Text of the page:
A skeleton-head shifter, seven-speed DSG transmission and a matte Army green finish are hardly the features you’d associate with a beloved Volkswagen Beetle. But for Marcel Horn, the founder and president of a Canadian custom auto shop HPA Motorsports, it’s the perfect sinister flavor for his custom Beetle build.
“The Beetle can be a little cheeky, devilish critter,” said Horn, who debuted a custom Beetle at the Specialty Equipment Market Association (SEMA) show in 1999. “That Dr. Jekyll-Mr. Hyde, white angel-red devil on your shoulder personality—the Beetle has both qualities, and that’s what we wanted to convey with this tribute build.”
Introduced to America as the Type 1, Volkswagen has sold nearly five million Beetles in the United States, and a worldwide total of approximately 21.5 million cars. After roughly seven decades of production and three generations of designs, the company retired the iconic vehicle this past June.
When Horn and his team heard that the Beetle was coming to the end of its lifecycle, they knew they wanted to say goodbye in the best way they knew how: revealing a custom-built HPA FTX700 Volkswagen Beetle at the 2019 SEMA show.
“The entire essence of the SEMA show is personalization for the look of aesthetics and performance, and the Beetle is by far one of the most personalize-able vehicles on the planet,” said Horn.
Horn’s love for the Beetle dates to his parents: he was brought home from the hospital in a Volkswagen Type 3, and his daily commute to and from elementary school was in a 1976 Rabbit, which later became his first car.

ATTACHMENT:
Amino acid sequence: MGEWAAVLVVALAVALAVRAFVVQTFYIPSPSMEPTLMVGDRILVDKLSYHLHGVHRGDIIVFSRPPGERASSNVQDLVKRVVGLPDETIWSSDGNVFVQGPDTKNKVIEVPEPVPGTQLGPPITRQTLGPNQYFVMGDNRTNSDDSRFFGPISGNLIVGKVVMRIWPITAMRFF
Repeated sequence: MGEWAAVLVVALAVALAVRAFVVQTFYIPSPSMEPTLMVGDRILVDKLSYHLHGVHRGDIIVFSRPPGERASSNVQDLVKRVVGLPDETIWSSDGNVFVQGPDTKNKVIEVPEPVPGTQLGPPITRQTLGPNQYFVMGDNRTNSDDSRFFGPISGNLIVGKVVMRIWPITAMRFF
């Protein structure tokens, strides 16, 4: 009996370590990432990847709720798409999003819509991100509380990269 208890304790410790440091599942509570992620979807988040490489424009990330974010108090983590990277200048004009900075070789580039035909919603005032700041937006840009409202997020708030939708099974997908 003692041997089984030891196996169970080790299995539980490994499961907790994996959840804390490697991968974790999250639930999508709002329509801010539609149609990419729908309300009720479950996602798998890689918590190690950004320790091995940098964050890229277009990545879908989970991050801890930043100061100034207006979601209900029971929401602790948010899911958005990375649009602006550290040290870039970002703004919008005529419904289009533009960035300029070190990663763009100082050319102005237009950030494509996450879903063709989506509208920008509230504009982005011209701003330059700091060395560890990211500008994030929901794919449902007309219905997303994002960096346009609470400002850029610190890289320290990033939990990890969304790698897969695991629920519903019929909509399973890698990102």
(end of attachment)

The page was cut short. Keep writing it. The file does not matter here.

“There isn’t a person we could walk up to in a restaurant or venue who hasn’t had a Beetle touch their life in some way,” said Horn. Instead of a normal college trajectory, Horn got his degree in mechanical engineering and business and took night classes while running HPA fulltime out of his garage. HPA has now been in business for nearly 30 years and prides themselves off their creative takes on classic cars, like the Beetle.
“In a day and age before the internet and smartphones, Volkswagen offered this inherent interchangeability,” Horn said. “The fact that you could change the attitude and styling because of the cross-platform interchangeability”
With a willing customer on deck, over the course of two years, the team worked on almost every part of a 2016 Beetle Dune. Swapping the car’s original engine for a fully built 3.2L 6-cylinder engine, HPA fitted a seven-speed transmission, mated to an all-wheel-drive drivetrain. The combination delivers 700 hp and 800 lb.-ft. of torque to this Beetle Dune’s custom 19” HRE RS105M monoblock wheels.
“As you do anything with infatuated circumstances, you take a basic idea, and the complexity and the detail level in front of you grows,” said Horn. “With the exception of the bumpers, there is not a bolt, a nut, a shifted cable, a widget, an electronic control module, a wiring harness, a floorboard panel, tub suspension segment that has not been engineered, designed or built.”
Heading into SEMA this week, Horn is counting on two things to capture attendees’ attention with the vehicle: that those who understand the technicalities of the design will pause and indulge in the details, and that more general SEMA visitors will be lured over to the Beetle by its sinister stance. That combination has already landed this tuned Beetle on the shortlist of cars vying in SEMA’s Battle of the Builders award.
“It feels surreal for me as the owner and someone who has been such a passionate fan of the Beetle to have the opportunity at SEMA,” Horn said. “To be part of this is more than dreams are made of…I just hope we aid in leaving a memorable mark for the Beetle in everyone’s minds that walk through the show.”